Dr. Josh Zeichner, the director of cosmetic and clinical research in dermatology at Mt. Sinai Hospital in NYC, told Cosmopolitan that the tight nature of leggings means their material is right up against your skin — and so is any perspiration and body oils trapped in them — which is a recipe for ringworm and other fungal infections. In addition, working out leggings could lead to vaginal yeast infection.

To avoid infections, wear a fresh pair of leggings every time you work out (via Cosmopolitan). And, even though they are super comfy, staying in them all day, especially when the weather is warm, could be inviting health problems. Finally, buy leggings made from breathable fabrics.

Clothes with metal fasteners

Imagine this: a person has a favorite brand of jeans. Whenever they shop for clothes, they know that this particular company's jeans will always fit right and look good. So, not surprisingly, they often choose a pair of these jeans when they're getting dressed. Then, one day, they notice a red rash on their stomach that seems to line up with their jeans' zipper and button. But, they've been wearing this brand for years. It couldn't suddenly be giving them a rash, could it?

Unfortunately for the person in this scenario, they have developed an allergy to products made from nickel, according to the Mayo Clinic. Since this brand of jeans has been their go-to clothing item, they've frequently exposed that part of their stomach to the nickel in the jeans' zipper and button. Over time, this led to them becoming permanently allergic to nickel.

Besides the metal zipper and button in jeans, nickel is used in other clothing items like the hooks on bras and the buckles on belts (via Mayo Clinic). It also can be found in other types of metal fasteners like the snaps used on some shirts and jackets. Telltale signs you have a nickel allergy include your skin becoming itchy and developing dry patches and blisters. And beware, the skin affected by a nickel allergy can become infected. If your skin becomes more red, painful, and/or warm, and if you notice pus, immediately contact your healthcare professional.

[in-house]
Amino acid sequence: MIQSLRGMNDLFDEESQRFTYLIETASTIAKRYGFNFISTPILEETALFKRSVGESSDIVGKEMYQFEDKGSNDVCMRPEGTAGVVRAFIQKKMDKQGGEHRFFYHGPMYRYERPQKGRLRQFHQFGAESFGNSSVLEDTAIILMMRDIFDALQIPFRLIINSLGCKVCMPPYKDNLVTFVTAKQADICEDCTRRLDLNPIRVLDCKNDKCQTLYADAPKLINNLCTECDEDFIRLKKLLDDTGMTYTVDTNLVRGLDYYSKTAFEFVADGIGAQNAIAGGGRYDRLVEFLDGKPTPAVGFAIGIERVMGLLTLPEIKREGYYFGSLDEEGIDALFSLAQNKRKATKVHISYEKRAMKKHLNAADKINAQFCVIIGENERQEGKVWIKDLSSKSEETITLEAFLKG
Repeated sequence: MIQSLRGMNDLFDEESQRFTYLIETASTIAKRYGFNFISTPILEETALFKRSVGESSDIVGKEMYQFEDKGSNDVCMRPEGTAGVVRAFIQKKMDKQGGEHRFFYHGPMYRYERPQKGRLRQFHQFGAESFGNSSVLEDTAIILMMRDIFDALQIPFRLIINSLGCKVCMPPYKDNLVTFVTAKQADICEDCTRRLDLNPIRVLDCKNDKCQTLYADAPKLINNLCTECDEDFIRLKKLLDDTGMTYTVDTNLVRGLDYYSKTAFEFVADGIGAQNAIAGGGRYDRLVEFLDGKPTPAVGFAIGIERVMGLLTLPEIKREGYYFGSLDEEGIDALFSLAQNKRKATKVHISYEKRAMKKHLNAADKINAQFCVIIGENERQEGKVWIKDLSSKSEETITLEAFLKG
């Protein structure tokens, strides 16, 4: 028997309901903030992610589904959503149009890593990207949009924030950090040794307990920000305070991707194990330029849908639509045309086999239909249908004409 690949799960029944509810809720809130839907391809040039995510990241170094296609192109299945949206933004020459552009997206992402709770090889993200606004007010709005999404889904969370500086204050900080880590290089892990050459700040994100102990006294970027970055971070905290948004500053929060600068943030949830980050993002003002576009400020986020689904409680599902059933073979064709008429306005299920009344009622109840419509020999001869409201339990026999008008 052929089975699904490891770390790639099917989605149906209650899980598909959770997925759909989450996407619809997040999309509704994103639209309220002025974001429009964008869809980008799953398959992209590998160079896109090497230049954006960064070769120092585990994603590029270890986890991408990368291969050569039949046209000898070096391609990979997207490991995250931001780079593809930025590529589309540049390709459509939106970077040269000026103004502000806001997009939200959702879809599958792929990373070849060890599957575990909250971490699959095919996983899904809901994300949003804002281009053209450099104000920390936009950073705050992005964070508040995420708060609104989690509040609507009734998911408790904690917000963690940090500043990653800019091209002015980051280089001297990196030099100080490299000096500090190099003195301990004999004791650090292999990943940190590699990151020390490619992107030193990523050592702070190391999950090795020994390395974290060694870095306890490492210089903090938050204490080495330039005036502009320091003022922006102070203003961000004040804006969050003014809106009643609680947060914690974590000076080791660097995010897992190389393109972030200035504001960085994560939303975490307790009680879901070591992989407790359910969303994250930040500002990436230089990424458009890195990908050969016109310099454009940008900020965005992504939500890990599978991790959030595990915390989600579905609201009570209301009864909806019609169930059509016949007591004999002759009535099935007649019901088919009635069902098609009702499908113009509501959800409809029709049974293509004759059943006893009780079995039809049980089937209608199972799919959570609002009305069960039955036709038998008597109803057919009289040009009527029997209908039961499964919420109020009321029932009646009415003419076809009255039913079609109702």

Waterproof, stain-resistant, and wrinkle-free clothes

It's easy to see the upsides to specially-treated clothes. The less they stain, the longer they'll last. The less they wrinkle, the better they'll travel especially on a business trip. And who would want to buy a raincoat that isn't waterproof? But, despite all these pluses, the very chemicals that make these clothes desirable can also make them possibly hazardous for your health.

According to Business Insider, if an item of clothing is resistant to staining and wrinkling, it might contain formaldehyde. If that chemical's name sounds familiar, it's because it's also used to embalm dead bodies. For the living, formaldehyde has been connected to health problems like cancer and asthma. To be fair, these problems are usually the results of breathing in formaldehyde gas, but skin irritations ranging from dry skin to blisters can occur from clothing containing formaldehyde.

In addition, per- and polyfluoroalkyl substances or PFAS are used in some clothes advertised as less likely to stain and waterproof (via Business Inside). These toxic chemicals have been connected to several serious health problems like cancers of the testicles and the kidneys (although these issues usually occur as a result of ingesting it). The good news is many PFAS are no longer being used in manufacturing and, because of regulations, the levels of formaldehyde and PFAS you may encounter will in all likelihood be low. Nevertheless, constantly wearing waterproof, stain-resistant, and wrinkle-free clothes means prolonged exposure to these chemicals.